The following is a transcription of the podcast, “Standards-Based Individualized Education Program (Audio).”
In this podcast on standards-based IEPs Laura Kaloi, NCLD’s public policy advisor, interviews Dr. Margaret McLaughlin, professor in the Department of Special Education and Associate Director of the Institute for the Study of Youth at the University of Maryland. Dr. McLaughlin’s research includes investigating the impact of education reform on students with disabilities and on special education programs. In this podcast, she explains the basics of standards-based IEPs and how they differ from traditional IEPs.
Laura Kaloi: Welcome, Dr. McLaughlin. Please give our audience a brief description of what a traditional IEP is designed to do.
Dr. McLaughlin: First of all, I have to say that I’m not sure exactly that there is such a thing as a “traditional” IEP. There are many different versions of the IEP, although certain components of the IEP have been there since the original federal legislation was passed in 1975.
The IEP is an extremely important document. It basically represents the contract between the local school district and the parents regarding the services, specialized education and support that will be provided to an individual student with disabilities to help him benefit from his education.
It’s very important to have the individualized part of the IEP. Traditional IEPs have focused, of course, on assessing the student and what his educational needs are as well as the need for related services and other sorts of support that help him benefit from that education. The IEP also designs individualized education goals that define what the student will be taught, what the student is expected to learn (or be able to do) at the end of one year.
So traditionally we have focused on assessments that are often not linked to the general scope and sequence of the curriculum. For example, we might look at specific skills such as “doing basic computations” or “math problem solving,” and we might have skills that speak to the student’s organization skills or the ability to do phonics. Some of these are basic literacy skills or learning skills that all students need.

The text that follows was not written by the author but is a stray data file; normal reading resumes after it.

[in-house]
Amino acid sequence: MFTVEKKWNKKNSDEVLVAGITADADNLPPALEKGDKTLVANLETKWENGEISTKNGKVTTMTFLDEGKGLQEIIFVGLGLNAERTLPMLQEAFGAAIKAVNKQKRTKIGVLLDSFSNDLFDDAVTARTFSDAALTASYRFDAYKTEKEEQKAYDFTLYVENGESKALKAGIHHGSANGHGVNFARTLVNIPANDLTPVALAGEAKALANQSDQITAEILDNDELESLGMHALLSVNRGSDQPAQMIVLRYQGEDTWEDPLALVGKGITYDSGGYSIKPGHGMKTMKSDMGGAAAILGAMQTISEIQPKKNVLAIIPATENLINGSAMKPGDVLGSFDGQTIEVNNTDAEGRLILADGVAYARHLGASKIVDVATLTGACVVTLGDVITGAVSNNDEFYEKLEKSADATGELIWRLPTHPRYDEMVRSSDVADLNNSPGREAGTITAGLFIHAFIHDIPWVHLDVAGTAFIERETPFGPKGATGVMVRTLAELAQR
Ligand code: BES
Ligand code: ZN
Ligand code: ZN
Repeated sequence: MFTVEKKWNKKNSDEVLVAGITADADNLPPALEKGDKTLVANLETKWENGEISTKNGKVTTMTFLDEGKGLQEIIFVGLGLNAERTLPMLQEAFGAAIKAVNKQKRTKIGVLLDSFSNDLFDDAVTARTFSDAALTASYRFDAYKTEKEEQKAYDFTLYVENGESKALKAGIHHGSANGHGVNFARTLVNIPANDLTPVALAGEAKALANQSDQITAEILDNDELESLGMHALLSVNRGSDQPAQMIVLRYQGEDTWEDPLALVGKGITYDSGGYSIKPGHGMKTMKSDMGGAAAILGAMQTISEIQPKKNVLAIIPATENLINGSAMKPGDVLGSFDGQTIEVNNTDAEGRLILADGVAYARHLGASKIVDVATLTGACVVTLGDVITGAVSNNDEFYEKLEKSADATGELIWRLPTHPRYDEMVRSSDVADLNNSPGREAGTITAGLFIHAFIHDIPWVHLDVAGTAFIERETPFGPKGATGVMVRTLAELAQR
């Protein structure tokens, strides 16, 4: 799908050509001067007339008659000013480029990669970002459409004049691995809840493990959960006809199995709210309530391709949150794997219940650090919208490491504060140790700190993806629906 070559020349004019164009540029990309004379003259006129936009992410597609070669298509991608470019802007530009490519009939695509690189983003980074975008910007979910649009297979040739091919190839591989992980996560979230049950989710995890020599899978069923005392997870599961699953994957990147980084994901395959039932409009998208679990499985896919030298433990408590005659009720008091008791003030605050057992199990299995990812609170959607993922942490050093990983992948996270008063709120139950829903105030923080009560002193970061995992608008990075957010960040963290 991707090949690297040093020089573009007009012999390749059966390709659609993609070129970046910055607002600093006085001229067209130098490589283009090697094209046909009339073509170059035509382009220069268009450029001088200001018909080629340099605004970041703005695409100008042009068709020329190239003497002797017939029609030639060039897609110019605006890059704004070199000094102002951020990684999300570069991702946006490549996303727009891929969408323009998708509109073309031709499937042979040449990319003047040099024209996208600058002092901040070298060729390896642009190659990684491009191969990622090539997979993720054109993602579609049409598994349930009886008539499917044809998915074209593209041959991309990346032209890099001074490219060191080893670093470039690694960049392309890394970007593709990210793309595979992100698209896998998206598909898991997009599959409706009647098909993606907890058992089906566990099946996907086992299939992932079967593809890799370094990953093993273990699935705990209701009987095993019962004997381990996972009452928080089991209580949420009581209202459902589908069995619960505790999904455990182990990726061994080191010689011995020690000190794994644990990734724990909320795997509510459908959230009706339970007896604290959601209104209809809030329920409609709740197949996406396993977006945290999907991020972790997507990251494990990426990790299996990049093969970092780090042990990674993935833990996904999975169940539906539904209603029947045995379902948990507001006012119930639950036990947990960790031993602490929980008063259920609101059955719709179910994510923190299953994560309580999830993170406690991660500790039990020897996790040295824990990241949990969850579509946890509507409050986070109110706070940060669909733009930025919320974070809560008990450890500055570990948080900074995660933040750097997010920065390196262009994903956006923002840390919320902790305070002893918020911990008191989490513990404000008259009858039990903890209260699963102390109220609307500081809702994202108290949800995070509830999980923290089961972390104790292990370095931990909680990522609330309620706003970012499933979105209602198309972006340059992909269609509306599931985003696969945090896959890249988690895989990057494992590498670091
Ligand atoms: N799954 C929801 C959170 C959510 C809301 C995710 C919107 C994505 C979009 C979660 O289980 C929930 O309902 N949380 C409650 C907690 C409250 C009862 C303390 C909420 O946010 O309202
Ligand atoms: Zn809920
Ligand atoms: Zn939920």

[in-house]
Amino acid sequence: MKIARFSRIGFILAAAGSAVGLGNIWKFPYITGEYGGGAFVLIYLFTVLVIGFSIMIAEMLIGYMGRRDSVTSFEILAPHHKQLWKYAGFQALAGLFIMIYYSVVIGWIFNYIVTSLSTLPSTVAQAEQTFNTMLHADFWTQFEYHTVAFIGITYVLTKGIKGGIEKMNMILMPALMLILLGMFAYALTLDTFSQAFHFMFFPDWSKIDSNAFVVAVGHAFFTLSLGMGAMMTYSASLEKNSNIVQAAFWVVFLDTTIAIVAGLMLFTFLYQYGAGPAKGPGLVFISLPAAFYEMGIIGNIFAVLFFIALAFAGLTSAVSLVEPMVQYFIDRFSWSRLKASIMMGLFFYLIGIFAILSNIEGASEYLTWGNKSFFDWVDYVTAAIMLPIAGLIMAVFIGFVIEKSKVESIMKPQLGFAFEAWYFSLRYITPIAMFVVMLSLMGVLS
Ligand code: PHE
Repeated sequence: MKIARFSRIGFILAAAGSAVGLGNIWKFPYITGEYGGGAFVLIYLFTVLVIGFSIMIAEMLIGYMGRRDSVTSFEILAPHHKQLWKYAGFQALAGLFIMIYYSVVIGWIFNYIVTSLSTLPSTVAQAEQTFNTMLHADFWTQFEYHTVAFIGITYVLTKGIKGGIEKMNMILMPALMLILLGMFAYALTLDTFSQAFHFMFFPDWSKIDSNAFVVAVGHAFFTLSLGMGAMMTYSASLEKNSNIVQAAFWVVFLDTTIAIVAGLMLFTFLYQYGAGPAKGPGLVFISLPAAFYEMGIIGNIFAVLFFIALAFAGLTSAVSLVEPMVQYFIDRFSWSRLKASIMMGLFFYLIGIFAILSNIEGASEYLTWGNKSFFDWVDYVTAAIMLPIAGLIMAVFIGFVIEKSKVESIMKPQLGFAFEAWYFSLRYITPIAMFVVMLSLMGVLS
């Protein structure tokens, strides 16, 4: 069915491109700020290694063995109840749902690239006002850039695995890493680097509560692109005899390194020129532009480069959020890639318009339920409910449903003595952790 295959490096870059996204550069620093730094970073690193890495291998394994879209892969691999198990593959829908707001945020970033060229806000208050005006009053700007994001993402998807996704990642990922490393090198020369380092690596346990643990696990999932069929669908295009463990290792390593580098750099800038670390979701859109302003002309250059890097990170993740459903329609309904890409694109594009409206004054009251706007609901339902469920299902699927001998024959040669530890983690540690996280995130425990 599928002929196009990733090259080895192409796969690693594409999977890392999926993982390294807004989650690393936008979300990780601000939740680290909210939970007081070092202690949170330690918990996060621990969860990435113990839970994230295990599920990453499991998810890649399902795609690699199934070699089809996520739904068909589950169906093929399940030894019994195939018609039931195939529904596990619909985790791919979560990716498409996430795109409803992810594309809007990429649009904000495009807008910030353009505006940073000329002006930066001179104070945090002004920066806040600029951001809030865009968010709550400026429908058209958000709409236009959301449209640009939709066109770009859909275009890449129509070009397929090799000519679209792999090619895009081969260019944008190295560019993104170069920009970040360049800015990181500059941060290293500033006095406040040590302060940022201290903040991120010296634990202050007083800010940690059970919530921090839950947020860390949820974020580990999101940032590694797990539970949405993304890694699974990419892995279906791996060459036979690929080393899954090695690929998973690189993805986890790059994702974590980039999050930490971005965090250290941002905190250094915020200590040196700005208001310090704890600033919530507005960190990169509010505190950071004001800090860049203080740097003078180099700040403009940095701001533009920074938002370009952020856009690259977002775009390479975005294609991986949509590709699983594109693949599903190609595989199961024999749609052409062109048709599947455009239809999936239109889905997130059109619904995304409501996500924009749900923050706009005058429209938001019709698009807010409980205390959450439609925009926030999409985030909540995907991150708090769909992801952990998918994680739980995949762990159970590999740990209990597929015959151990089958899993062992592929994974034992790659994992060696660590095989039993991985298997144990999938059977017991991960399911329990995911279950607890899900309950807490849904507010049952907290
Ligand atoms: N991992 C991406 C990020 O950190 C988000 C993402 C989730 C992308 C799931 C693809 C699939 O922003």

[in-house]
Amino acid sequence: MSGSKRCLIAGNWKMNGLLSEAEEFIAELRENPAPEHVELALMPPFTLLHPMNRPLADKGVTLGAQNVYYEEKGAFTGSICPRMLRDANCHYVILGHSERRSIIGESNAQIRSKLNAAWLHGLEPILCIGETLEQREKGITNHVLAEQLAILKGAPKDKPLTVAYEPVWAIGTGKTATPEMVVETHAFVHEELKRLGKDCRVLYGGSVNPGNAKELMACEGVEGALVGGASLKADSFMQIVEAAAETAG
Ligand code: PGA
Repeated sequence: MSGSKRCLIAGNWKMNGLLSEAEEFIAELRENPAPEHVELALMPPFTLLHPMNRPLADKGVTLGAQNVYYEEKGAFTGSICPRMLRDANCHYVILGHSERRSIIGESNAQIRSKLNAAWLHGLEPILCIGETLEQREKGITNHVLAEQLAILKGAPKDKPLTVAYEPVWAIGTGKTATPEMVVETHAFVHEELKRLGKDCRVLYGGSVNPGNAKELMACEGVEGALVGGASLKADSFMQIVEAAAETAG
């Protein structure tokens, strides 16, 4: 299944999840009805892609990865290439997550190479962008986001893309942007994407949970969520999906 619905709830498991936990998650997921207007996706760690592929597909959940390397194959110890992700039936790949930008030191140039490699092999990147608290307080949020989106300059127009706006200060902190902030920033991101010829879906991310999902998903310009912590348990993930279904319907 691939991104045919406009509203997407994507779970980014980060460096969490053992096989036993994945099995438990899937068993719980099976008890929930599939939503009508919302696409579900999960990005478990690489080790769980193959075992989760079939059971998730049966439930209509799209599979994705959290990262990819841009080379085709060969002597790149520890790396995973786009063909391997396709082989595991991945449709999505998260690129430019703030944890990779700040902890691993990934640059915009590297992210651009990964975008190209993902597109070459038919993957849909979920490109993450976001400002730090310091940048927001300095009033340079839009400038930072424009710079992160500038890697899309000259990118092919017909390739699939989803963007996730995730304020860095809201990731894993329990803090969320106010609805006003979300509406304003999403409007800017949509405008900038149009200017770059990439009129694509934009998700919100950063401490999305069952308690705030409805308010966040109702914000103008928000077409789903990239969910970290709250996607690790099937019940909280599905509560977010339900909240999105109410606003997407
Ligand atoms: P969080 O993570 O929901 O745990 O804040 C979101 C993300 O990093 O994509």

But in that process, we have traditionally neglected the larger scope and sequence of the general education curriculum, meaning what is it that we want all first graders, third graders, or fifth graders to know and be able to do in areas such as English, Language Arts, Math, Science, and so forth.
The traditional approach to the IEP was to take that very discrete assessment or assessment data and turn them into goals that often were also very discrete and almost “splinter skills.” Not that they were unimportant, but they [only] addressed pieces of the overall curriculum. The assumption was that the student would learn these specific skills to address these goals through specialized education.
So the larger curriculum was often ignored. Standards-based IEPs turn that [way of] thinking on its head in many ways. First, the standards-based IEPs are clearly referenced to grade-level content curriculum and to the grade-level expectations that we have for all students. That alone is an extremely important concept because, instead of starting from a deficit that says, “Let’s see everything this child can’t do,” it sets forth the goal that this is what every student should be able to learn and be able to perform. Based on that, we can determine that an individual student with a disability may need supports in certain areas, or he may need additional remedial, compensatory, and/or very different instruction in certain other areas.
So I think we start with a different perspective in standards-based IEPs. And because we’re dealing with these broader chunks of the curriculum, pieces of knowledge, we have to look at very different assessment techniques and write very different goals. We also have very different assumptions about what a student will be able to do following [a period of] instruction (e.g., one year, or several weeks].